In advising startup companies the question of where to incorporate arises every so often. Here are a few things to consider when making that decision:
Note: When I say incorporate I mean form a corporation or an LLC. Some lawyers would saying forming an LLC is not technically incorporating, but I’ll leave that metaphysical distinction on the side as it is immaterial to this (and maybe every other) discussion.
One: Where are you located?
This is the choice that is going to be simplest for the starting entrepreneur. If you do all your business in one state and your office is in that state, this will confine all your financial and reporting obligations (read: taxes) to that one state. That said, why are there more factors? Read on.
Two: Cost of Filing (plus)
The 50 states vary by how much they charge to incorporate (or establish an LLC). The lowest fee is $50, but Alaska charges $250. A New York LLC has a publication requirement that can cost over $1000. So why would anyone incorporate in a state with high fees?
When you incorporate, the new company needs to appoint an agent for service of process in the State where it is located. If the incorporator or shareholder lives in that state, she can serve as the agent. If no shareholder lives in that state or there is no office in that State, the company needs to appoint an agent.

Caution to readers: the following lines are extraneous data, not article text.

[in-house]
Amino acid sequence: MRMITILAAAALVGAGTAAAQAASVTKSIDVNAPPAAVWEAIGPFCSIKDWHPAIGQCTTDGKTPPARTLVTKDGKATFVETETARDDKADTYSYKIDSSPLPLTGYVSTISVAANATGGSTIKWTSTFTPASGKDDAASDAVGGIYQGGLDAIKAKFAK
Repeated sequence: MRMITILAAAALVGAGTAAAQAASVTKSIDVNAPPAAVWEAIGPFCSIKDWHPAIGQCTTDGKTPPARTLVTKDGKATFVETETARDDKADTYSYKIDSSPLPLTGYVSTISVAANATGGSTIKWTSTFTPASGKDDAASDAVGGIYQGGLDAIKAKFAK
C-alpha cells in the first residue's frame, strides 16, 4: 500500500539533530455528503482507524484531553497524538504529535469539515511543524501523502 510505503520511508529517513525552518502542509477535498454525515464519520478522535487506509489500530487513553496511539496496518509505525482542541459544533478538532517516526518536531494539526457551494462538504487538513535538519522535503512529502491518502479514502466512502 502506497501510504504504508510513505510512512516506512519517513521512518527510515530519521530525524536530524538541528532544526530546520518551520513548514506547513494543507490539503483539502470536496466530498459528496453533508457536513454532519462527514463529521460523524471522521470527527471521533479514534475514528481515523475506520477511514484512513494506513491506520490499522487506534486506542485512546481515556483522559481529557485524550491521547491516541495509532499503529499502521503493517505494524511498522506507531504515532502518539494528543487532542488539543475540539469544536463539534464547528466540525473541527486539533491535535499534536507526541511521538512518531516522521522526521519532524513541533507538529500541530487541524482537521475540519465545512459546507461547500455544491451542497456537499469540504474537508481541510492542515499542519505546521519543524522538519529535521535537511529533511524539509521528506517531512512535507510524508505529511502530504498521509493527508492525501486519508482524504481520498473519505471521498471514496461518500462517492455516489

This agent can be a paid company that performs this service for many companies. That kind of service costs around $200 a year. So, you can pay the high fees in your home state, or you can pay to have a registered agent in a state with low fees.
We can’t forget these. As you know, all the States have taxes and no two states tax in exactly the same way.
One example: A lot of companies like to incorporate in Delaware. Delaware taxes companies that are incorporated in Delaware (even if they do no business in Delaware) on that company’s share capital. So, you could be in Delaware, and do all your business in California, but Delaware would slap an annual tax on your company.
Although the tax in not so onerous for small companies, this is worth knowing about and thinking about before picking Delaware as a place to incorporate.
Four: State Law
Just like all the 50 states have different taxes, there are differences in each states’ corporate laws. The differences are not as great as the differences in the tax laws, but they can make a difference.
Take this example: A former client managed two corporations: one in Utah and one in Delaware. They did a certain transaction in Utah and then wanted to do the same transaction in Delaware. One problem: the Utah state corporate law only required approval from the Board of Directors for this type of transaction, but Delaware state corporate law required a shareholder vote. That’s a major difference when you have more than a hundred shareholders.
Like the differences in tax laws, this distinction may be hard for the beginning entrepreneur to discern; a lawyer’s help could be invaluable here.
Legal counsel for new businesses
Looking for legal help that can help you save money and grow your business? Get in touch with Avrum Aaron by phone or through the contact form.